Since we are for the time being required to think of Sen. Ted Cruz as a significant force in American politics, it’s helpful now and then to consider how the world looks from his perspective. TPM’s Josh Marshall suspects that being told his whole life how incredibly smart he is has not been good for his character:
[B]ack when he showed up at Harvard Law School in 1992, he stunned his fellow classmates by putting up flyers around campus for an ‘elite study group’ with the instructions ‘only magnas from top Ivys need apply.’ In other words, at a place where arrogance is like air and self-awareness a precious commodity, Cruz managed to stand out on day one as a triple-ply arrogant ass.
Cruz never seems to have grasped that there are people every bit as sharp as him who didn’t go to an Ivy League School (even a ‘top Ivy’). My read on Cruz, from talking to people who knew him very well in college and law school, is that he’s so confirmed in his belief in his own rectitude and genius that he’s likely impervious to what most of us would interpret as rejection or failure. This didn’t work? Well, too many stupid people or cowards who didn’t flock to my banner. That seemed to be the gist of his speech before the vote. And my guess it wasn’t just puffing but represented his genuine belief.
Moreover, in a “populist” wing of the Republican Party that is very self-conscious about its lack of ethnic diversity, its transparent anti-intellectualism, and its tendency to lionize pols that are aggressively proud of their ignorance, Cruz has been an all-purpose antidote, and hears more testimony to his brilliance every day than most very smart people hear in a lifetime.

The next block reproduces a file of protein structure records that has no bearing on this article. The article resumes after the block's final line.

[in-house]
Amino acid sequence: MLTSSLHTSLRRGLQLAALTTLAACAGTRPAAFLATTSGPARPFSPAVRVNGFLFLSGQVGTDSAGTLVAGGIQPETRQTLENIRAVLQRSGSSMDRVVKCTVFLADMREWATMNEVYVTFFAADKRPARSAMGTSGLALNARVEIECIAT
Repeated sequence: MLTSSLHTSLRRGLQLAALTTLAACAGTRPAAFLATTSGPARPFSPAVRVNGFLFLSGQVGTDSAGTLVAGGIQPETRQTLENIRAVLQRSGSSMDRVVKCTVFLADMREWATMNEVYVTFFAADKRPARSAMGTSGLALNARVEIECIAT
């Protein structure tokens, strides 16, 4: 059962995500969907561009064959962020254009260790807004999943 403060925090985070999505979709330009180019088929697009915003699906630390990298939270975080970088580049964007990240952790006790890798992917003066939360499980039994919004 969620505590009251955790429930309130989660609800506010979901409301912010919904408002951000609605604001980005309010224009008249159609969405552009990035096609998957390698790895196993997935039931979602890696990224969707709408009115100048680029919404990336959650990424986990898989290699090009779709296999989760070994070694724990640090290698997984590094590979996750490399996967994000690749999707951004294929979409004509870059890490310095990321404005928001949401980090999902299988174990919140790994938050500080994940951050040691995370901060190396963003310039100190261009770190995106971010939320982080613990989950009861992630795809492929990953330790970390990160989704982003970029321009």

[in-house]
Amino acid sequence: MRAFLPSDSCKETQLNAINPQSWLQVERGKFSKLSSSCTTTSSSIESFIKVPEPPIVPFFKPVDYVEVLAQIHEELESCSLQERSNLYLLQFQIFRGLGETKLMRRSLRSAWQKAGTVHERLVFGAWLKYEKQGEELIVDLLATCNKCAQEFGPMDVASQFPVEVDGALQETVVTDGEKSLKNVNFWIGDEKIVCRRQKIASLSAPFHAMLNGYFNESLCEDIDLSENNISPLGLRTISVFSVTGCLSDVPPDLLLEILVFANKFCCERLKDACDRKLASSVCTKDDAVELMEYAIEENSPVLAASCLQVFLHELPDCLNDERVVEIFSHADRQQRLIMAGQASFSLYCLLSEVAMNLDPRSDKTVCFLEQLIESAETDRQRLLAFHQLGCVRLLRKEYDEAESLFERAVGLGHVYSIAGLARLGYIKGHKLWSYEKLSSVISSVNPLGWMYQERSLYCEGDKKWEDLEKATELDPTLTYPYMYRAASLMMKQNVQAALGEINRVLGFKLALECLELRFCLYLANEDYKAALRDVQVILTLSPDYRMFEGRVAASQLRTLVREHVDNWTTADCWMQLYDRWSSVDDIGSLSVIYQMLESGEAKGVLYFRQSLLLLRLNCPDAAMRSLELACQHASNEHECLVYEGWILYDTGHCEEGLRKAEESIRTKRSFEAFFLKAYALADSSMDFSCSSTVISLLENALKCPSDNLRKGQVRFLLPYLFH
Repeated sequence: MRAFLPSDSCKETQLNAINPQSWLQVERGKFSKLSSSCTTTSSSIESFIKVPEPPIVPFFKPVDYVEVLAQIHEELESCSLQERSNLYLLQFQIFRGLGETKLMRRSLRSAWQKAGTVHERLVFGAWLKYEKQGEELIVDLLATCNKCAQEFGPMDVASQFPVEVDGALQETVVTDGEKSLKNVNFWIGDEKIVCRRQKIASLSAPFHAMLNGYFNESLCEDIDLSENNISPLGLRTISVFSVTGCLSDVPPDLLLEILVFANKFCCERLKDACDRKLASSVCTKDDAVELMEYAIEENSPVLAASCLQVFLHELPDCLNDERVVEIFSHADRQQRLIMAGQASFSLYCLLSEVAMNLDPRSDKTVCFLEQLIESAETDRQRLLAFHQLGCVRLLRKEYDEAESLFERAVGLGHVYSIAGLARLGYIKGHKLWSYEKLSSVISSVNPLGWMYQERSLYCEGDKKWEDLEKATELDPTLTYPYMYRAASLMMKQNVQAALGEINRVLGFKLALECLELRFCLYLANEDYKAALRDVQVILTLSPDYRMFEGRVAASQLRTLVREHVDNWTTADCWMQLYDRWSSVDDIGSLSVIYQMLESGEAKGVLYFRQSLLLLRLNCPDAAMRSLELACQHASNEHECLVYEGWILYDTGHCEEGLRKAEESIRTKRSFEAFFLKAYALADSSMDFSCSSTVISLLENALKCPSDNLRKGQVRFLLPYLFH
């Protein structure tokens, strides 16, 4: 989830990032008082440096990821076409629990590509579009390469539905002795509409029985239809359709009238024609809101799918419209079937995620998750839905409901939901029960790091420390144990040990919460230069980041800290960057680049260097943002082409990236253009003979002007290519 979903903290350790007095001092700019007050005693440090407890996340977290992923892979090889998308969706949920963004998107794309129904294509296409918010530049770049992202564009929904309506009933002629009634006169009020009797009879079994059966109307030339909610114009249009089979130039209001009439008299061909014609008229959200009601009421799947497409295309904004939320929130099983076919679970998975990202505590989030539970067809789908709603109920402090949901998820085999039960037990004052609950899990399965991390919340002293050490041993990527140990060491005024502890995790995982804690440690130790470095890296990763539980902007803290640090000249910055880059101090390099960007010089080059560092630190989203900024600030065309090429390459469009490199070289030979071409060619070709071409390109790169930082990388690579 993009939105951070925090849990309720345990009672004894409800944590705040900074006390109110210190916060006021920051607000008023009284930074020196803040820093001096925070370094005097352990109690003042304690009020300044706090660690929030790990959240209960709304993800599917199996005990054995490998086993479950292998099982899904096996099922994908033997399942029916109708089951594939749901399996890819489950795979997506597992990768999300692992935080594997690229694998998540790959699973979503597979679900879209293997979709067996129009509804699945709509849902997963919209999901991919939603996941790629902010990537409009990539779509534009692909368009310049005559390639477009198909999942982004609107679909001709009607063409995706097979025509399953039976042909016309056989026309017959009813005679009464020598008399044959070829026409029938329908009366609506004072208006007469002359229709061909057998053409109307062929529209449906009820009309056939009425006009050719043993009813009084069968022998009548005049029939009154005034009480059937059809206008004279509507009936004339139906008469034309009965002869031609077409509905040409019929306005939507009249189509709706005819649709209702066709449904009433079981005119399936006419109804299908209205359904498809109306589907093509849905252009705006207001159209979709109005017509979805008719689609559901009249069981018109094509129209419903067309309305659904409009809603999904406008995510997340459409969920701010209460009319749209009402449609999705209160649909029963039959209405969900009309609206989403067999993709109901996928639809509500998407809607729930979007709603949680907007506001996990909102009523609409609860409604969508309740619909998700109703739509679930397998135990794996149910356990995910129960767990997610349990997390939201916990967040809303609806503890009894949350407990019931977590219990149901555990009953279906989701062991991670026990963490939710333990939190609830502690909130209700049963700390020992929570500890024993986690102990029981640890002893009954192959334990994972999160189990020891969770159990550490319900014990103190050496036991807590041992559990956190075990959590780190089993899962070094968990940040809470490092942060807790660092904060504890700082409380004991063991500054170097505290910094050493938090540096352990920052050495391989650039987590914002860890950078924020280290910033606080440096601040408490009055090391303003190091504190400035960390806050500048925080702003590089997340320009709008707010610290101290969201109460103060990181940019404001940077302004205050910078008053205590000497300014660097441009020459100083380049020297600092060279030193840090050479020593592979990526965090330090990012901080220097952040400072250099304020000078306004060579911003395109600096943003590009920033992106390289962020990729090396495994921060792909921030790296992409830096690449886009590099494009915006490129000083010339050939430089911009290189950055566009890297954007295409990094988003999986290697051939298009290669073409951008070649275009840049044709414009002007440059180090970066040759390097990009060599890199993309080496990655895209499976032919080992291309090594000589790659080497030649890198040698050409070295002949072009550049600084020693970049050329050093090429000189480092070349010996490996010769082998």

His situation reminds me of the central character in Walker Pecy’s novel Lancelot, who gets an unearned reputation for brilliance among his teammates on the LSU football team:
Being “smart” on the football team meant that you read Time magazine and had heard of the Marshall Plan. (“You don’t believe he can tell you about the Marshall Plan? Ask him! He’s one more smart sapsucker.”) They, my teammates, admired “smartness” more than anybody I’ve met before or since.
Now add in the fact that Ted Cruz happens to espouse a political philosophy (and for that matter, a religious faith) based on a very rigid concept of what’s right and wrong at all times and in all circumstances, along with Cruz’s legendary rhetorical skills, and you have a recipe for a very scary personality.
I once read a letter to the editor from a man who explained that in opposing legalized abortion and homosexuality he was expressing “the mind of God.” “Now that’s self-confidence,” I thought. Add into that equation a mind that’s used to being described as almost God-like, and invincible arrogance—if not an actual God Complex—will be the result every single time.
Feed the Political AnimalDonate
Washington Monthly depends on donations from readers like you.